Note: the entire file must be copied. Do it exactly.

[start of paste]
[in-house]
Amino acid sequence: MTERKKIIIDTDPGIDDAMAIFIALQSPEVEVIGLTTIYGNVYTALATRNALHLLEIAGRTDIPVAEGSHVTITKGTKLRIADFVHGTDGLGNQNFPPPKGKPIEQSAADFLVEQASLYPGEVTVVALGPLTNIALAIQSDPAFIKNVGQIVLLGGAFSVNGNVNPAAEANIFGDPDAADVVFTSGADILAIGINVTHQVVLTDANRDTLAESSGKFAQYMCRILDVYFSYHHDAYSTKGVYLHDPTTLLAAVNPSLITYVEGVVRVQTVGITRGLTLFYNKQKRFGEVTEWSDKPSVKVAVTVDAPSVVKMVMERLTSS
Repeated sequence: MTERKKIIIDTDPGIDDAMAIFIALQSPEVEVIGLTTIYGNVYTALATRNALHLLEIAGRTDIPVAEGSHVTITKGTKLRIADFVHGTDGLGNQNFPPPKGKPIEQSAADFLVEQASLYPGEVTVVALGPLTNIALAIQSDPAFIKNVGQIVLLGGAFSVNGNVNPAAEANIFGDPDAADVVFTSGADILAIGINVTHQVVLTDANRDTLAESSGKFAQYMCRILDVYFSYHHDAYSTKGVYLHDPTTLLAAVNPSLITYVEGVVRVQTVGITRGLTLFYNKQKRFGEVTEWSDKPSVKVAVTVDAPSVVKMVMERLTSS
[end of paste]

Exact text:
[in-house]
Amino acid sequence: MTERKKIIIDTDPGIDDAMAIFIALQSPEVEVIGLTTIYGNVYTALATRNALHLLEIAGRTDIPVAEGSHVTITKGTKLRIADFVHGTDGLGNQNFPPPKGKPIEQSAADFLVEQASLYPGEVTVVALGPLTNIALAIQSDPAFIKNVGQIVLLGGAFSVNGNVNPAAEANIFGDPDAADVVFTSGADILAIGINVTHQVVLTDANRDTLAESSGKFAQYMCRILDVYFSYHHDAYSTKGVYLHDPTTLLAAVNPSLITYVEGVVRVQTVGITRGLTLFYNKQKRFGEVTEWSDKPSVKVAVTVDAPSVVKMVMERLTSS
Repeated sequence: MTERKKIIIDTDPGIDDAMAIFIALQSPEVEVIGLTTIYGNVYTALATRNALHLLEIAGRTDIPVAEGSHVTITKGTKLRIADFVHGTDGLGNQNFPPPKGKPIEQSAADFLVEQASLYPGEVTVVALGPLTNIALAIQSDPAFIKNVGQIVLLGGAFSVNGNVNPAAEANIFGDPDAADVVFTSGADILAIGINVTHQVVLTDANRDTLAESSGKFAQYMCRILDVYFSYHHDAYSTKGVYLHDPTTLLAAVNPSLITYVEGVVRVQTVGITRGLTLFYNKQKRFGEVTEWSDKPSVKVAVTVDAPSVVKMVMERLTSS